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Erik Anderson and Josh Habiger

Chef Erik Anderson and Josh Habiger
© Anthony Matula
© Anthony Matula

Won Best New Chef at: The Catbird Seat, Nashville.

Born: (EA) 1972; Downers Grove, IL. (JH) 1979; St. Joseph, Minnesota.

Experience: (EA) The French Laundry, Yountville, CA; Auriga, Porter & Frye and Sea Change, Minneapolis; Noma, Copenhagen. (JH) St. John’s, London; The Fat Duck, Bray, England; Craft, New York City; Alinea, Chicago; The Patterson House, Nashville; Aviary, Chicago.

Previous career: (EA) “I spent several years managing bands, like Alkaline Trio.”

How he got into cooking: (EA) “My dad was a sous-chef at The Drake Hotel in Chicago. My mom had a breakfast/lunch place, the Village Restaurant, in North Aurora, Illinois. I’d wash dishes when I was 12 or 13. She was the only cook in the kitchen; she was a pretty awesome line cook. Watching her make eggs for 150 people—it started with that.” (JH) “I grew up in a small town; my parents lived in a trailer park when I was born. My mom worked as a waitress at the diner on the corner when she was pregnant with me, and years later, I washed dishes there. I’d stare at the cooks. One of them said this: ‘Perfect over-easy eggs—every time you get that order, you have the opportunity to make them.’ I loved that. We didn’t have money, we didn’t go out to eat, so this was my chance to see the world of food.”

Memorable cooking experience: (EA) “My last week at The French Laundry, I was in the back kitchen, cracking apricot pits for the bitter kernels. Thomas [Keller, The French Laundry’s chef-owner] walked by and said, ‘Let me help you with that.’ He came back with a brick and helped me crack the pits for an hour-and-a-half. That meant a lot to me. He gets how important that is.”

Pet peeve: (EA) Hats in the kitchen. “I hate baseball hats, I hate bandannas. I’m not the most pristine-looking gentleman, but it irritates me. And other small things too, like not using trivets when you set down a hot pan. Don’t put a hot metal pan directly on your cutting board. It’s a kitchen, not a playroom.”

Ingredient obsession: (EA) Yogurt. “I’ve been infusing yogurt with sweetgrass hay and serving it with pigeon. The hay turns the yogurt a really pretty light brown and gives it a delicious roast-hay flavor. We can’t roast whole birds in hay here, but then I thought, maybe the hay aspect of the pigeon dish can be used for yogurt.”

Childhood food memory: (EA) “Sunday dinners were always big around my house. You’d always eat whatever my mother put down on the table. Once she made taco pie, and it was one of the most disgusting things ever. She took two bites and said, ‘OK, we don’t have to eat this.’ ” (JH) “My parents tried to get me and my brother to make dinner: I think we did chow mein and sauerkraut, two things that did not go together. It was supposed to be the start of a once-a-week thing, but my parents decided it wasn’t such a good idea after that.”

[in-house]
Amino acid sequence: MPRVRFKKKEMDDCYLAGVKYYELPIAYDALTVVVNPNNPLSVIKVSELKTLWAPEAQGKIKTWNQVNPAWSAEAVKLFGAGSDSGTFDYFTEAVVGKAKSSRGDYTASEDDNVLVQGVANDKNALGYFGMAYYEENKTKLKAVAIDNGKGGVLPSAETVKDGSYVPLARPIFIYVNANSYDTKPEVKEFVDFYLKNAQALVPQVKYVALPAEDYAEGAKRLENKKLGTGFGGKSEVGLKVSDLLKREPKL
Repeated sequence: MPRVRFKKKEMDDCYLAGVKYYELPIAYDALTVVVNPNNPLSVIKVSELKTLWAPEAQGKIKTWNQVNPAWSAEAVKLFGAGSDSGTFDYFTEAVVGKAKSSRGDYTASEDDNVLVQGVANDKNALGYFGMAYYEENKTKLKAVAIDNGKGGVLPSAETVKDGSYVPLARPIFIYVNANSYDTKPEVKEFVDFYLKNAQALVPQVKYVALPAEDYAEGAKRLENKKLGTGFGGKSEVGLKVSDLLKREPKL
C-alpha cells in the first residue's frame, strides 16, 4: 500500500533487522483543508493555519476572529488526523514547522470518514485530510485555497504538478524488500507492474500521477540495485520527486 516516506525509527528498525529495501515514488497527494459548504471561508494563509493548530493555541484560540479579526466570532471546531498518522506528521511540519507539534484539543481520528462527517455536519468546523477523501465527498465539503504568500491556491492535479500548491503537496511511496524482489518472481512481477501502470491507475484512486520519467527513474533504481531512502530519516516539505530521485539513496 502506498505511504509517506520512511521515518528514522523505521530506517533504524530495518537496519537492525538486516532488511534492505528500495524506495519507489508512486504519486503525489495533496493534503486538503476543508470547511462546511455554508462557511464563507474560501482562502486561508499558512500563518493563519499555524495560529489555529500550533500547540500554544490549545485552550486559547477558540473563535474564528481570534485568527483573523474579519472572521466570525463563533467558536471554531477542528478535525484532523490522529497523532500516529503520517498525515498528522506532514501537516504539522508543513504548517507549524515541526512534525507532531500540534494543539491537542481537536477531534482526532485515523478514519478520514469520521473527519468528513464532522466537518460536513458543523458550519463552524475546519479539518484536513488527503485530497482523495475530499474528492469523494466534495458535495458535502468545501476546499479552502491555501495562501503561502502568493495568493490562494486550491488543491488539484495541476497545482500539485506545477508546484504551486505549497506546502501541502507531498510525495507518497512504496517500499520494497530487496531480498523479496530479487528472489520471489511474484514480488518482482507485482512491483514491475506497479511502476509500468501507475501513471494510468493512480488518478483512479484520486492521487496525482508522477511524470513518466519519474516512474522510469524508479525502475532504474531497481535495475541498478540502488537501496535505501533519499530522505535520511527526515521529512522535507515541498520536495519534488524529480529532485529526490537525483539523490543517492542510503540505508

Favorite kitchen tool: (EA) “Can I say [co-chef] Josh Habiger? The Vitamix we always have to have. And the dehydrator—we use it quite a bit.”

Memorable meal: (EA) El Bulli, in Roses, Spain, two summers ago. “When I was working in Minneapolis, one cook bought an El Bulli book, and we’d pass it around. El Bulli is a mythical place you don’t think anyone will ever get to, and then I got a reservation. I walked in, met Ferran [Adrià, the chef-owner], got a book as a gift, had 28 courses. It was definitely the most thought-provoking food and the best restaurant experience.”

Fantasy splurge: (EA) Tokyo. “I went to Tokyo when I was touring with rock bands; I didn’t have time to eat then. I’d like to go back and go crazy with sushi and ramen. I’d take Andrew Zimmern with me.”

Cheap eat: (EA) Fried chicken. “When I was in New York City, I had Korean fried chicken at Bon Chon, and the fried chicken is pretty amazing in the South. I make fried chicken for my girlfriend. I’m lucky, I have access to Ultra-Crisp [a type of starch], but when people ask why my chicken is so good, I say, ‘I guess I just cooked it right.’ ” (JH) “A quesadilla is always my go-to. Or a Reuben sandwich. I live near a car-dealership area, Nolensville Road, so I go for a quesadilla from a food truck on Nolensville Road.”